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Rust: Repetition

A repetition statement will cause a block of code to repeat several times. The repetitive statement can be a block of code or an expression. The number of times it will be repeated can be controlled by a condition. If the condition is never true the repetition can be infinite and that is a bad situation that must be avoided.

Simple Loop

This is the most simple repetition statement. We use only keyword “loop” and { … } to create a repetitive block. This will be repeated forever and the program will get stack in the loop. You can stop using CTRL+C. This is actually a logical error. Good programmers must avoid infinite loops at all cost.

Note: This example is not available to be run, it is rude to block the session.

Break

To avoid an infinite loop you must create a break using a conditional¬† stop.In the next example we create a control variable “i” that is declared outside of the loop and start with 1. Then you can increment this variable with +1 every iteration. You can use the relation operator “i > 3”. This loop will execute 3 times then will stop and program will terminate.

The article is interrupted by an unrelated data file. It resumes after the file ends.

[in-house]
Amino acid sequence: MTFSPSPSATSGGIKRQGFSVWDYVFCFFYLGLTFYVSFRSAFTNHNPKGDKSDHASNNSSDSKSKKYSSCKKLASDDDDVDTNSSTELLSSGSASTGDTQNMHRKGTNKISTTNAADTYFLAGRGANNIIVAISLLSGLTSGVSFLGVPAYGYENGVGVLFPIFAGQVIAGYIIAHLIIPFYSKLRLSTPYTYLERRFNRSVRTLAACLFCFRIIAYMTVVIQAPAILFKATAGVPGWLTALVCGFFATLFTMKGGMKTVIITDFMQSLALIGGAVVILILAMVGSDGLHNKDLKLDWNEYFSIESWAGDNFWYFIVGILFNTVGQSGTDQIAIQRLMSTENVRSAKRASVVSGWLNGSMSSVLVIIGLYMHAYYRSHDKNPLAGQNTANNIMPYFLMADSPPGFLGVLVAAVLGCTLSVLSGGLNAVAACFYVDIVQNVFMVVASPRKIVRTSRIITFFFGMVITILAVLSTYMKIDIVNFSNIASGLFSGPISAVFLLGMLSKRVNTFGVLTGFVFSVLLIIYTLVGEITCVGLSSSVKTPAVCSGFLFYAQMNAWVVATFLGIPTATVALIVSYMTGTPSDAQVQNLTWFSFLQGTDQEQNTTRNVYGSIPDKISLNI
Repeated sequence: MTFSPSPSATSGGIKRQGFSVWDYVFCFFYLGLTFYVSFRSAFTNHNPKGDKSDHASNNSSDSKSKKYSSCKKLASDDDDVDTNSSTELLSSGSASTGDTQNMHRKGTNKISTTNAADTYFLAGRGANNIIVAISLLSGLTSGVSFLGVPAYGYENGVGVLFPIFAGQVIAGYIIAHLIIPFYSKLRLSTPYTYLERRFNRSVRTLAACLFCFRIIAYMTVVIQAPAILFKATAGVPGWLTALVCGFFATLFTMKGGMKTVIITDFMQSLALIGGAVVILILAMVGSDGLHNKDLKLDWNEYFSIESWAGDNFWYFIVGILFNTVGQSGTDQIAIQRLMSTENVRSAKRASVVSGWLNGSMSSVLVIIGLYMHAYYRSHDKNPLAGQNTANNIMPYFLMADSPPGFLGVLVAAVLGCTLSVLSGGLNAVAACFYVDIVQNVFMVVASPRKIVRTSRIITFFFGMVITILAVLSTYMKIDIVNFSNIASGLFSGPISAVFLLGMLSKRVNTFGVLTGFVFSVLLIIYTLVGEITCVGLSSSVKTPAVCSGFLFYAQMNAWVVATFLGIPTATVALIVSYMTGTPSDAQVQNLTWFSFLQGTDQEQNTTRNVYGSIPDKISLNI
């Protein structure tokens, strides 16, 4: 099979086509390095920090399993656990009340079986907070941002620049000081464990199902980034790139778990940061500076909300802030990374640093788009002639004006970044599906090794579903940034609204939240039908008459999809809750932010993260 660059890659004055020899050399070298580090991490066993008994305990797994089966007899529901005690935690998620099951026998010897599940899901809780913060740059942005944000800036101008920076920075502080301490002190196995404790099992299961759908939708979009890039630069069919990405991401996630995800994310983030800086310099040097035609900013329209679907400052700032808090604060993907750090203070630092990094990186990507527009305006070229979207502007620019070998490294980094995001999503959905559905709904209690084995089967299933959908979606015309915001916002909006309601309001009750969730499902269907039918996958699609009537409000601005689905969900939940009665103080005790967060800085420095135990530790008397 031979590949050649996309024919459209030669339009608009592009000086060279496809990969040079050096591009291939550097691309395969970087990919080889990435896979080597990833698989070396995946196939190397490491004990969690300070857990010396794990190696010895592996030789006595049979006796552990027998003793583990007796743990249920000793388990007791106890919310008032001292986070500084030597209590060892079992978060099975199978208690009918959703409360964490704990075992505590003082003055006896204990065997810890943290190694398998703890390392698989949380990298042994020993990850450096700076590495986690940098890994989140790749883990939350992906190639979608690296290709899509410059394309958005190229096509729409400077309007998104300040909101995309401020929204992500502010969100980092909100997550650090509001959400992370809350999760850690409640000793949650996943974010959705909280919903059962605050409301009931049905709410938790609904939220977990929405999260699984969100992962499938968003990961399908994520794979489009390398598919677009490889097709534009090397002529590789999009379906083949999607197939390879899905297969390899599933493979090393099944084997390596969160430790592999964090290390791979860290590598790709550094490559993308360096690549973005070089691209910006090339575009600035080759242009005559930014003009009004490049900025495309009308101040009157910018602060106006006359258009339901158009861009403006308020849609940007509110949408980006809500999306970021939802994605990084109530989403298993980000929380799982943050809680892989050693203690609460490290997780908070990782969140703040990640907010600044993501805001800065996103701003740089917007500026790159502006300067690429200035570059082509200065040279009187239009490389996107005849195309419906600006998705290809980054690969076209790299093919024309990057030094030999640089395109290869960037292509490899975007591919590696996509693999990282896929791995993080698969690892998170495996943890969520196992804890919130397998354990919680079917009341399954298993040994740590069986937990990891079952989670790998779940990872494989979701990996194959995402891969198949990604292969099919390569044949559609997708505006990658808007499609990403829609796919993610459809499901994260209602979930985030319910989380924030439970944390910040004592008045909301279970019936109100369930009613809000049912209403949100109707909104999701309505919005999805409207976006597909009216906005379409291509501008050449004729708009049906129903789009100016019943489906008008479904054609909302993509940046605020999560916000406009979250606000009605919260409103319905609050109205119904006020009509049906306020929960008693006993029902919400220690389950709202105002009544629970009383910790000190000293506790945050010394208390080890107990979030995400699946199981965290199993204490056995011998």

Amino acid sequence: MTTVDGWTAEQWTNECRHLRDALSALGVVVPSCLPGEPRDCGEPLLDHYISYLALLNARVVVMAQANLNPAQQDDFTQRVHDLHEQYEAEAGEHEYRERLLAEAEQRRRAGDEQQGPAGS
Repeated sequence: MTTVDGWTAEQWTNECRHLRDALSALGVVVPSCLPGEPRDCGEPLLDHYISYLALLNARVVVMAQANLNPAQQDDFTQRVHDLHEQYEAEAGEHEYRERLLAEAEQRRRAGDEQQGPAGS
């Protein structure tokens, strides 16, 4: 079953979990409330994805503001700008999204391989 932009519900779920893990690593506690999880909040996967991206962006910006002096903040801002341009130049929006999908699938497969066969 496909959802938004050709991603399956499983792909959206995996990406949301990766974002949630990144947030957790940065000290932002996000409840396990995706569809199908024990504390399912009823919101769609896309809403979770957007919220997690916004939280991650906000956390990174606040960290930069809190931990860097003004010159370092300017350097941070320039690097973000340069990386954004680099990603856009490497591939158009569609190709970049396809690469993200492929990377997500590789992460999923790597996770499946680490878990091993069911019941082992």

Note: In this example you can see comments ending the blocks? This is a good practice rule but is not mandatory. You can add comments for end of blocks whenever you have nested blocks to end the curly brackets nightmare.

Continue

You can use continue  keyword to start over. This will create a kind of shortcut that will skip all other statements and restart the loop. You can continue a loop from inside a nested block.

While loop

This is a repetitive block of code that is executed as long as one condition is true. When the condition become false the program continue with next statement after the loop block end. Now the problem is to create a condition expression that will become false. If the condition never become false we again can have an infinite loop.

Range loop

This kind of loop is created using keyword “for” and it has two usages: One is to iterate a specific number of times over a range of numbers. Second is to iterate over a collection of items:¬†array, vector, string or map/dictionary. The range in Rust is created using a range expression with .. operator. (1..10) will create one number and will assign it to “i” to create the control variable.

Example:

For each

This is the most useful loop that is actually the iterative loop. It will visit each item from a collection until the last element is visited. The peculiar thing specific to Rust is that we have to specify method “iter()” to get an iterator that is actually a function that can be used to fetch the next element.

To be continued in next article …